The impact on fair access to higher education is twofold:

1. The access gap in higher education is an inevitable reflection of the attainment gap in schools - to some degree. It is argued that universities cannot be expected to over-compensate for inequalities in pupil performance by having variable entry requirements (designed for that purpose as opposed to assessing future potential); and that they must continue to demand high academic standards. True - but only up to a point. The access gap to higher education between the most and the least deprived is currently wider than the attainment gap between the most and least deprived in schools. So the attainment gap cannot fully explain, or justify, the access gap. It is also important to note that demand for higher education is not wholly determined by 'push' factors - more pupils getting more (and better) qualifications and therefore an increase in the number of suitably qualified applicants, but also influenced by 'pull' factors such as the willingness of universities to embrace fair access and be more flexible in both the grades they require (which is being addressed by the development of contextual admissions and minimum entry standards, although perhaps too timidly) and the subjects at National and Higher grade they require for entry to particular courses. A more open stance on admissions on the part of universities sends a powerful message back into schools, and provides schools and pupils with a significant incentive to raise standards.

2. The comparatively modest progress made towards narrowing the attainment gap, combined with a fall in the total number of school leavers, means the pool of potential SIMD20 applicants has not increased significantly. This carries two risks:

  • The first risk is that, in order to meet their targets, universities will compete for these applicants. This could produce a zero-sum game by simply shuffling a limited number of suitably qualified SIMD20 candidates between universities, and also potentially hit college recruitment. The relative scarcity of suitably qualified SIMD20 applicants may also potentially set up a tension between collaborative efforts, usually on a regional basis, to promote fair access generally and the efforts of individual universities to secure their 'share';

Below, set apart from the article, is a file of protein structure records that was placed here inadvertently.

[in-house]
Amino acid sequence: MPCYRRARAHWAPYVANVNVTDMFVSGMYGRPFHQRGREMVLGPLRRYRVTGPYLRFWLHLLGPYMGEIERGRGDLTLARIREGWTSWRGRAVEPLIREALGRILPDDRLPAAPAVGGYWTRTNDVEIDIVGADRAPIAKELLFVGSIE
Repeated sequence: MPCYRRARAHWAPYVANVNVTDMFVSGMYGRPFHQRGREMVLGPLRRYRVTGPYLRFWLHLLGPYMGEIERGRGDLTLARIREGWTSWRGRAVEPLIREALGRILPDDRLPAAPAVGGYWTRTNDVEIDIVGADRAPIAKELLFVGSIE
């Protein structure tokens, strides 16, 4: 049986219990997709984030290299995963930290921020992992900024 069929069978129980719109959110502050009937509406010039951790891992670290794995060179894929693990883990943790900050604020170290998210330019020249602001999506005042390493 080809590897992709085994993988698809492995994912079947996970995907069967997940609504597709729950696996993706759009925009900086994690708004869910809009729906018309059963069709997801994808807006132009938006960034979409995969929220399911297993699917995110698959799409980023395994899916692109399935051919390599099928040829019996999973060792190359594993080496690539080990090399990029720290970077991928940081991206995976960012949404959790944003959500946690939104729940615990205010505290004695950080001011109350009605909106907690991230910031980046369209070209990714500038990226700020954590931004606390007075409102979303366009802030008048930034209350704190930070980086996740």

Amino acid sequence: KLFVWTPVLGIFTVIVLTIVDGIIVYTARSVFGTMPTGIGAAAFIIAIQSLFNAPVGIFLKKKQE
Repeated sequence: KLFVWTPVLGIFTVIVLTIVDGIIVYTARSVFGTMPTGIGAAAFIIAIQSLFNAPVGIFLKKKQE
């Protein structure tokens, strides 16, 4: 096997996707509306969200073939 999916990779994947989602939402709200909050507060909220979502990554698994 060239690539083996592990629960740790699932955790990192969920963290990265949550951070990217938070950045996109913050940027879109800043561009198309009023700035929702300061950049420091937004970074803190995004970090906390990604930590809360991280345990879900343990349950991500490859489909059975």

• The second risk is that the needs of disadvantaged groups living outside SIMD20 areas and also of applicants deprived in other ways, such as older entrants and those with disabilities, will be ignored. This is why, regardless of the metrics used to measure progress towards meeting national targets (and targets for individual institutions), it is important that universities use a wider range of measures tailored to their own circumstances. As I indicated in the previous section, nearly all universities follow this course.

The views of headteachers

Inevitably headteachers have a wide range of views about the transition from school to higher education in general, and about fair access in particular. Some schools, so-called 'high progression schools', send large numbers of their young people to university. For them this is routine business. In others, labelled 'low progression schools', going to university is still comparatively rare. Consequently, progression to university has to compete for resources with other pupil trajectories. Many schools emphasise a wide range of progression opportunities - university degrees, other higher education courses in colleges, further education, and direct employment (perhaps in apprenticeships or with other training experiences). One of the difficulties in assessing the 'fit' between schools and universities is that schools have to address the needs of all young learners while universities are predominantly interested in those who apply to them (although, hopefully, the number of applicants is growing and is drawn from more diverse backgrounds).

However, in discussions with headteachers some broad messages emerge:

  • The first, intriguingly, is that widening access should not be regarded as 'an easy way' into higher education. Many pupils in schools in deprived areas nevertheless achieve good grades. Some local authorities have been more successful than others in their efforts to narrow the attainment gap. The reasons for this differential performance need to be better understood;